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5 Tips That Help Me Nail Every Interview – From Someone Who Always Failed in Interviews Before

5 Tips That Help Me Nail Every Interview – From Someone Who Always Failed in Interviews Before

Being at a job interview is never an easy task; you can’t help feeling just a little bit nervous, especially if you feel really passionate about the job and you want everything to go perfectly. Feeling that pressure may lead you to make mistakes you aren’t even aware you’re making, and you don’t leave the good first impression you wanted to.

Then, you don’t get the job, and you feel so disappointed – you were convinced you had all the necessary qualifications and skills. So, what went wrong?

Fatal Mistakes Interviewees Commonly Make

You were bragging too much. You wanted to show that you are the perfect fit for the job, so you went a little overboard – and it backfired.

You didn’t ask any questions. Going to a job interview, you expect to be asked a lot of questions. A job interview should also enable you, as a potential employee, to ask everything you want to know about the position.

Making up answers to questions you don’t know. This is always a bad idea – the interviewers will see right through you.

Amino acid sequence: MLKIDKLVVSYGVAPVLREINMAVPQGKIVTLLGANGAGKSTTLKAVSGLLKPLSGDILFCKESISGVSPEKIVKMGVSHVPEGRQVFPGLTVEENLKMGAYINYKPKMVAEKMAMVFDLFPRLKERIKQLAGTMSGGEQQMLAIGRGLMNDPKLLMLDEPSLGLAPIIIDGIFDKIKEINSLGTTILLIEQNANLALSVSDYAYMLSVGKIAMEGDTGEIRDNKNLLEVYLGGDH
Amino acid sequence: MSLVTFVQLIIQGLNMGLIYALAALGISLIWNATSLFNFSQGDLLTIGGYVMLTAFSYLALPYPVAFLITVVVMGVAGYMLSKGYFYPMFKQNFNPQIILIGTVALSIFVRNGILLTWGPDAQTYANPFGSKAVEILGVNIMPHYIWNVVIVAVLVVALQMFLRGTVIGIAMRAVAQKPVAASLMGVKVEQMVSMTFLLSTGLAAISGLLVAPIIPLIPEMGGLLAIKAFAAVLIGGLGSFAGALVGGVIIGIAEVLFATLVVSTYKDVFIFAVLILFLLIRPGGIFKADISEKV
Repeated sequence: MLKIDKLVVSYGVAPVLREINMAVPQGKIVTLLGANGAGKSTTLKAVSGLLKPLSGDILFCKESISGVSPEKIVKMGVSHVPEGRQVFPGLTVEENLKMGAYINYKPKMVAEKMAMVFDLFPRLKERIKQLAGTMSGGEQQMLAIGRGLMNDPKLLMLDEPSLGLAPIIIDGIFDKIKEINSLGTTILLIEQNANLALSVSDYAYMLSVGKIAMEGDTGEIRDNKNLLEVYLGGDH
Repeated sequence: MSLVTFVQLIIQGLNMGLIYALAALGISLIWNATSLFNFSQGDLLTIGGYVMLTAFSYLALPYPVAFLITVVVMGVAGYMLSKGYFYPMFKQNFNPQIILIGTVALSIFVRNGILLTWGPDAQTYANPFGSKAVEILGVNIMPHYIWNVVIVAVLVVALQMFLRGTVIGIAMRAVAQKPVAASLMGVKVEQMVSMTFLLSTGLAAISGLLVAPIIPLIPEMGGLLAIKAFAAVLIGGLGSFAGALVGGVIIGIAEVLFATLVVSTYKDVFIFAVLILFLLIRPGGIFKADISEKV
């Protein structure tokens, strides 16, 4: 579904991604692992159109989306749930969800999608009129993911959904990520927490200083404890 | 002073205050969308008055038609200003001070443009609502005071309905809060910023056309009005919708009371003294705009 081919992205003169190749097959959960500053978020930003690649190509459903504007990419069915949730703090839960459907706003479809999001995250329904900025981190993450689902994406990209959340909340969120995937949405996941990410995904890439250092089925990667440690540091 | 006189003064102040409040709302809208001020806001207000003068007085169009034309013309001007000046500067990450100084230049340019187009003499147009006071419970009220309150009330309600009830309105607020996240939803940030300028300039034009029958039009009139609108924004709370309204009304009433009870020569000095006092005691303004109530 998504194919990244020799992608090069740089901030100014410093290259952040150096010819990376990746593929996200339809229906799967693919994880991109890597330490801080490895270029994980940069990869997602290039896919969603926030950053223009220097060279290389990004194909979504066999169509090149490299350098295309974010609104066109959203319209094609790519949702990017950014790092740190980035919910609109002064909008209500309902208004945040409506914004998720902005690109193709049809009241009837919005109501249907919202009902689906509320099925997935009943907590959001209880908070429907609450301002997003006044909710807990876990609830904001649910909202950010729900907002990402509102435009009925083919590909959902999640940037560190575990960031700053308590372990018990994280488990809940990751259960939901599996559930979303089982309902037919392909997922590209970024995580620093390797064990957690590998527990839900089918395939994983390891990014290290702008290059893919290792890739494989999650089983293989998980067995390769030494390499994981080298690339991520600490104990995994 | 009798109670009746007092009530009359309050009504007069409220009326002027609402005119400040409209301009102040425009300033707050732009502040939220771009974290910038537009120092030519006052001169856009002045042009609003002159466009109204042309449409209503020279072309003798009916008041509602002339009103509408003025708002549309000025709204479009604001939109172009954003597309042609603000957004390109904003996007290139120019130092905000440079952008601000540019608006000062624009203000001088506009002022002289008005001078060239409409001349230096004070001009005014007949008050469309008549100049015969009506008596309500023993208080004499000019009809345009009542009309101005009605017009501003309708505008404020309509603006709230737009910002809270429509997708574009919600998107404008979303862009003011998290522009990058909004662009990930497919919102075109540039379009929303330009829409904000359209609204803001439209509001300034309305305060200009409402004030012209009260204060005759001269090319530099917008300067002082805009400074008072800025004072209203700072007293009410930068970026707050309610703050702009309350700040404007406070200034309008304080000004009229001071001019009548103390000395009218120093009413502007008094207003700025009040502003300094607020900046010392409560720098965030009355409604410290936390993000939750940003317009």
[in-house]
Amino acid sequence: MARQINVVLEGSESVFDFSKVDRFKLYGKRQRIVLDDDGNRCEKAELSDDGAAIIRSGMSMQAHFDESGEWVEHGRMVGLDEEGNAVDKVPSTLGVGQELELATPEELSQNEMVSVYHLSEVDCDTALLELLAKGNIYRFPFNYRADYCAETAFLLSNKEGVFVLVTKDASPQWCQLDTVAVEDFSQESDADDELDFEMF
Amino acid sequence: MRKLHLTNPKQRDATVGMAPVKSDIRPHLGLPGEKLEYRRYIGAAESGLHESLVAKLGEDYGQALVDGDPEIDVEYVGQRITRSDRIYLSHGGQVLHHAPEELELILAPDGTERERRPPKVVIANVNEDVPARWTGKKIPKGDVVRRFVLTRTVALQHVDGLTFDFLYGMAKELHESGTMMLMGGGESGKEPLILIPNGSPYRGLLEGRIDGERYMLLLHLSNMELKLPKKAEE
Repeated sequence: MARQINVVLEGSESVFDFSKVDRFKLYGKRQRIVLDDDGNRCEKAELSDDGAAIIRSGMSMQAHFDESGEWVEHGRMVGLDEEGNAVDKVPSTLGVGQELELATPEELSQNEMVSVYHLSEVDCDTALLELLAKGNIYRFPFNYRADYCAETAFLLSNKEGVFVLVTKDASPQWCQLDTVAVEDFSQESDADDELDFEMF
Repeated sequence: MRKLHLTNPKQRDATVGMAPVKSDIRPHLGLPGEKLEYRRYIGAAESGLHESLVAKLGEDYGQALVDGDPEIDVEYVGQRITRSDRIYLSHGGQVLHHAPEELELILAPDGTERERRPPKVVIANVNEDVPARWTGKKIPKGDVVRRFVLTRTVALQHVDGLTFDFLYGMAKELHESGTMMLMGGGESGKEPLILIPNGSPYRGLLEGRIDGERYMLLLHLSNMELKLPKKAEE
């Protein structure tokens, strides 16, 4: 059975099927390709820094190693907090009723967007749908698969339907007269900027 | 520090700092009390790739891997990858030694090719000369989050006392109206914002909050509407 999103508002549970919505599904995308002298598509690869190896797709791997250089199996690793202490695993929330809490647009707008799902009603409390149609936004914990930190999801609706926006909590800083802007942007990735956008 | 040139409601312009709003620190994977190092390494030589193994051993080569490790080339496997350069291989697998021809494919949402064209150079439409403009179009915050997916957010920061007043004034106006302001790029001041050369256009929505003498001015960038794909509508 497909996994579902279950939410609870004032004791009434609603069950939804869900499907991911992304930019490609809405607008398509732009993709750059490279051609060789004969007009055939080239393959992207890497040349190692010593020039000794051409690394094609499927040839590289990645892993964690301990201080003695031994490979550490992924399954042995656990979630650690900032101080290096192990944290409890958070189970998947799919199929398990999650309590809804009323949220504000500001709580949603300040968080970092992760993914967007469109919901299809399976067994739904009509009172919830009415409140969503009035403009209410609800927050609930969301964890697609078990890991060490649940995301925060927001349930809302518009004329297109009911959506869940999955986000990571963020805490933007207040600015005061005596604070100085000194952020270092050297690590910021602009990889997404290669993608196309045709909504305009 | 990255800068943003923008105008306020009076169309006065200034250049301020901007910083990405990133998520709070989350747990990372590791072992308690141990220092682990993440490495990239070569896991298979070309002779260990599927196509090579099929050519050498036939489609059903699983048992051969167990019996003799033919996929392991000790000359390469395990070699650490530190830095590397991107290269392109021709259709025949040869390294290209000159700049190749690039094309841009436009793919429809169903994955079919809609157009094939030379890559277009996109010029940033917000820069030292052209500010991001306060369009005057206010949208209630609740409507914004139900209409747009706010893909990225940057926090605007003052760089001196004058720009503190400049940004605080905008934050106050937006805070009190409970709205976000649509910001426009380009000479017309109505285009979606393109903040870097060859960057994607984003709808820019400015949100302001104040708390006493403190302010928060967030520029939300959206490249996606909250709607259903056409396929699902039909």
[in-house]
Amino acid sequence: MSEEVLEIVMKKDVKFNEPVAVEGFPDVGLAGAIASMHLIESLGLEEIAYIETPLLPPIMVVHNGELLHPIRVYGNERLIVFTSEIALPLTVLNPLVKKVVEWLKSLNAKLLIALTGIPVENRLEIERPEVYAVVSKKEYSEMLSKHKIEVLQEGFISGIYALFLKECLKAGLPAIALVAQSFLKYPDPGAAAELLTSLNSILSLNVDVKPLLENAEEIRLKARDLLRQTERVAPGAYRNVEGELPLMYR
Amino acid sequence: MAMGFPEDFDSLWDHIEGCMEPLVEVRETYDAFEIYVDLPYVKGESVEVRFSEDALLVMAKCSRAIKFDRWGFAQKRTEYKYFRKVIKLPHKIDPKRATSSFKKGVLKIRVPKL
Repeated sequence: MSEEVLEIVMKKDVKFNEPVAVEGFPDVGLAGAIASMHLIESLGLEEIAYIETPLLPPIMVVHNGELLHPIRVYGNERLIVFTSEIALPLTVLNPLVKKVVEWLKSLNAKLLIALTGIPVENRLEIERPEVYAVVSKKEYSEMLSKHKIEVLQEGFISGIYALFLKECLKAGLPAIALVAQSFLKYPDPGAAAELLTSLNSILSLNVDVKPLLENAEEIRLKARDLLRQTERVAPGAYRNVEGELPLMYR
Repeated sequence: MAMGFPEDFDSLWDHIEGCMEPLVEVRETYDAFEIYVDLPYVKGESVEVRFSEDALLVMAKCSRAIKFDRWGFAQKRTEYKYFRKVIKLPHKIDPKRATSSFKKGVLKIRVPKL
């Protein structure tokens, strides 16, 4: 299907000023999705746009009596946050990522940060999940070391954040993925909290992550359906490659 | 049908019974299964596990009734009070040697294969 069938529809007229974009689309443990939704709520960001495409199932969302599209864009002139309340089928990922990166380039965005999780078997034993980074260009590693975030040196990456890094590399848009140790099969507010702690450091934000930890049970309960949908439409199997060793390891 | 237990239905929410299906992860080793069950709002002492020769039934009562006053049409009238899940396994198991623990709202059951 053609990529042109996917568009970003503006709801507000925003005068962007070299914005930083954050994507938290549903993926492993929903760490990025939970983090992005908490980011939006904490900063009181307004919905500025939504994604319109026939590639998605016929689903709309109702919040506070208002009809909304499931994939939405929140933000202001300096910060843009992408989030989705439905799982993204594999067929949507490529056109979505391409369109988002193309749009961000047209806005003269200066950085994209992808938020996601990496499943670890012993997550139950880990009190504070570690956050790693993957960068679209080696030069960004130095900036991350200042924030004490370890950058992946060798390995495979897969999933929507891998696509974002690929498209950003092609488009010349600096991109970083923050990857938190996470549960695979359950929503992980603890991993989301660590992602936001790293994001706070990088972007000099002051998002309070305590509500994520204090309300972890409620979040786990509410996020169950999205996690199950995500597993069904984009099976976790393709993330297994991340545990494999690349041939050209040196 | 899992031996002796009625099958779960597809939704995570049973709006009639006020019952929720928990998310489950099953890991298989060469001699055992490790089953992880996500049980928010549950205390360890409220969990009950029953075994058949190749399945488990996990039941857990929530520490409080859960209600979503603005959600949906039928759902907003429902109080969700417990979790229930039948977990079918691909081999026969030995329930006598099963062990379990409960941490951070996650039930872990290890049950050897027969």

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Answering with “yes” or “no.” You were too nervous, so you just said “yes” or “no.” It is always good to elaborate your answers to show you really understood the question.

You don’t get a second chance on a job interview – there is no second first impression, and that is why you need to work on your interview skills. And yes, you can practice how to be good at it – interviewing is a learned skill.

Interviews Are No Longer Fearsome When You Master These 5 Things

Show Your Confidence by Your Body Language in the First 4 Minutes

According to research,[1] interviewers only need 4 minutes to decide whether they will hire you. So, it is crucial to exude confidence from the moment the interview starts.